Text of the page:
Open Heart Surgery at Cabarrus Memorial Hospital

5483 words 22 pages

The Case for Open Heart Surgery at Cabarrus
Memorial Hospital

It was a clear, crisp October morning in Concord, North Carolina. The board of trustees of Cabarrus Memorial Hospital gathered in the windowless, walnut paneled boardroom for its monthly meet- ing (see Exhibit 19/1 for board members). Board chairman George Batte opened the meeting saying, “Because we do not have an open heart surgery program, patients needing open heart surgery or coronary angioplasty have to be transferred to another hospi- tal, causing inconvenience to the patient’s families and risks from delayed treatment. There are several questions we have to answer in addressing this issue. Should we add open heart surgery to the mix of
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Christy’s biography.)
The board had to make its decision about the future of the cardiac program at CMH before offering Dr. Christy a position; however, it was clear that Dr. Christy could not wait too much longer to be offered a position by CMH. He had received multiple offers but, if he delayed, the offers might be withdrawn.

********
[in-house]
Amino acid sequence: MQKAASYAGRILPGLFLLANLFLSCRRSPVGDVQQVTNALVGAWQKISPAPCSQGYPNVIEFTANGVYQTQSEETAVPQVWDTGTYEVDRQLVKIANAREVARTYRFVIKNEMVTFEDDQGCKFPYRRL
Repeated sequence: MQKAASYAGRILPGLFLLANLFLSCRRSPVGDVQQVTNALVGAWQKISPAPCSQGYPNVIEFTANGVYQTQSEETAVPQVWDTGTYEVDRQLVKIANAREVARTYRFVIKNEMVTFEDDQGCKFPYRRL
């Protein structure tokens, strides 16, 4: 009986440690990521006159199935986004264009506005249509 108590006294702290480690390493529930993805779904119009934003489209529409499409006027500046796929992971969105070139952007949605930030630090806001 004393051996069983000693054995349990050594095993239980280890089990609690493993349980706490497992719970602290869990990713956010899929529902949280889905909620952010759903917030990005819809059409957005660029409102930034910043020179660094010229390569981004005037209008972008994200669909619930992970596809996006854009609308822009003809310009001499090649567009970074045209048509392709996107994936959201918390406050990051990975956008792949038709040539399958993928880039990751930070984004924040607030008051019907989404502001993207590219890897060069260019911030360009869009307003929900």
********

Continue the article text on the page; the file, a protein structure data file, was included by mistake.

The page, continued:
History of Cabarrus Memorial Hospital
The General Assembly of North Carolina passed legislation in 1935 that enabled Cabarrus County to establish a public hospital. Through the guidance of Mr. Charles A. Cannon, owner of Cannon Mills, the area’s largest employer, and


Exhibit 19/2: Dr. R. S. “Chris” Christy

Ralph S. “Chris” Christy was born July 26, 1957 at Cabarrus Memorial Hospital. He was one of two children born to Steve and Rachel Christy, hardworking owners of Christy’s Nursery in Concord. Chris was educated in the Cabarrus County School system and played football for NorthWest Cabarrus High School. He married Kay Moore, also from Concord, in 1977 and together they embarked on the adventure of Chris becoming a physician. Chris graduated from Davidson College with a BS and the University of North Carolina at Chapel Hill with a medical degree. He then attended a surgical residency program at Memorial Medical Center in Savannah. After his


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